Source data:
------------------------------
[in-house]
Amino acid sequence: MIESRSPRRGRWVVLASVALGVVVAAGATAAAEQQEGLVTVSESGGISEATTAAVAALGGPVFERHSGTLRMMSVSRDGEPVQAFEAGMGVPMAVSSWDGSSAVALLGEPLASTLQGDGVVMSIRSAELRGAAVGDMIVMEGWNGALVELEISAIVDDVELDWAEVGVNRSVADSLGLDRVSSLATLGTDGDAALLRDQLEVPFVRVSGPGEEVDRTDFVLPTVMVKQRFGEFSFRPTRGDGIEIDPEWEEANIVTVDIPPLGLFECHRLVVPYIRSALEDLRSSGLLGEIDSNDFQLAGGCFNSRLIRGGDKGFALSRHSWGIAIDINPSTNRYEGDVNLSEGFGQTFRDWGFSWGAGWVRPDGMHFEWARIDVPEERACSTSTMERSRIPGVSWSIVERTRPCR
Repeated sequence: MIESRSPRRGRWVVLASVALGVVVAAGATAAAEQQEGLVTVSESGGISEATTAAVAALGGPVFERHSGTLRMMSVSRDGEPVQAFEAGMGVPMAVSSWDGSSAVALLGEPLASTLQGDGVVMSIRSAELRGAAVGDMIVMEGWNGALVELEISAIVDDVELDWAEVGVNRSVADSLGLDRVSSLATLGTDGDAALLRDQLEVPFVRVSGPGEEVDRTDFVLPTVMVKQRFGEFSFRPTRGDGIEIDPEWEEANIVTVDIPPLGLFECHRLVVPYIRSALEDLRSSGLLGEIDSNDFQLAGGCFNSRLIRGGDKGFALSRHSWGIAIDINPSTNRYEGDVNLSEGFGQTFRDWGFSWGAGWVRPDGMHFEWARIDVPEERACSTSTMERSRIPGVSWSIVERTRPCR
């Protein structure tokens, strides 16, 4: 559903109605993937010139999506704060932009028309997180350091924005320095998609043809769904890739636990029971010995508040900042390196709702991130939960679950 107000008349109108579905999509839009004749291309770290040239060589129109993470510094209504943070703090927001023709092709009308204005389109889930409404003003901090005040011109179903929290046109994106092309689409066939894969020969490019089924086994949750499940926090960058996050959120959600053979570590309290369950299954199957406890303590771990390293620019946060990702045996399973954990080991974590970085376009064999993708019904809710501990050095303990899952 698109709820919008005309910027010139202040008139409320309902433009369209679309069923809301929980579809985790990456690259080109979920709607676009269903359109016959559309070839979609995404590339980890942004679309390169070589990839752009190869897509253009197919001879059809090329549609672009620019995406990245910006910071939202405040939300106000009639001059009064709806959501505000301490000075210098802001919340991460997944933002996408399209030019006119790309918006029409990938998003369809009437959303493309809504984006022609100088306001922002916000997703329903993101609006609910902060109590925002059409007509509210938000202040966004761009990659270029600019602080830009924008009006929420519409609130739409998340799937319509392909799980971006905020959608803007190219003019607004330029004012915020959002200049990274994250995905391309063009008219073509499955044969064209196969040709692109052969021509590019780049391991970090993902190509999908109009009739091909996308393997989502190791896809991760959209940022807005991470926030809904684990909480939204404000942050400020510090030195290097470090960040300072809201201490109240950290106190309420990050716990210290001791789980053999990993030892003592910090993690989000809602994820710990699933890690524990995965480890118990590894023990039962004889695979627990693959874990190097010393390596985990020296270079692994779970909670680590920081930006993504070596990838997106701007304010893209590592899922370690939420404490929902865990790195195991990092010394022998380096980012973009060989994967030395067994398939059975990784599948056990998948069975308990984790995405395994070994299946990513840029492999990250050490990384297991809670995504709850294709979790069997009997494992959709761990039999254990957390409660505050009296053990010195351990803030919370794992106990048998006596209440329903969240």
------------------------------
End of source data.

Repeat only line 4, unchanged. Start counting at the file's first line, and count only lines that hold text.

């Protein structure tokens, strides 16, 4: 559903109605993937010139999506704060932009028309997180350091924005320095998609043809769904890739636990029971010995508040900042390196709702991130939960679950 107000008349109108579905999509839009004749291309770290040239060589129109993470510094209504943070703090927001023709092709009308204005389109889930409404003003901090005040011109179903929290046109994106092309689409066939894969020969490019089924086994949750499940926090960058996050959120959600053979570590309290369950299954199957406890303590771990390293620019946060990702045996399973954990080991974590970085376009064999993708019904809710501990050095303990899952 698109709820919008005309910027010139202040008139409320309902433009369209679309069923809301929980579809985790990456690259080109979920709607676009269903359109016959559309070839979609995404590339980890942004679309390169070589990839752009190869897509253009197919001879059809090329549609672009620019995406990245910006910071939202405040939300106000009639001059009064709806959501505000301490000075210098802001919340991460997944933002996408399209030019006119790309918006029409990938998003369809009437959303493309809504984006022609100088306001922002916000997703329903993101609006609910902060109590925002059409007509509210938000202040966004761009990659270029600019602080830009924008009006929420519409609130739409998340799937319509392909799980971006905020959608803007190219003019607004330029004012915020959002200049990274994250995905391309063009008219073509499955044969064209196969040709692109052969021509590019780049391991970090993902190509999908109009009739091909996308393997989502190791896809991760959209940022807005991470926030809904684990909480939204404000942050400020510090030195290097470090960040300072809201201490109240950290106190309420990050716990210290001791789980053999990993030892003592910090993690989000809602994820710990699933890690524990995965480890118990590894023990039962004889695979627990693959874990190097010393390596985990020296270079692994779970909670680590920081930006993504070596990838997106701007304010893209590592899922370690939420404490929902865990790195195991990092010394022998380096980012973009060989994967030395067994398939059975990784599948056990998948069975308990984790995405395994070994299946990513840029492999990250050490990384297991809670995504709850294709979790069997009997494992959709761990039999254990957390409660505050009296053990010195351990803030919370794992106990048998006596209440329903969240």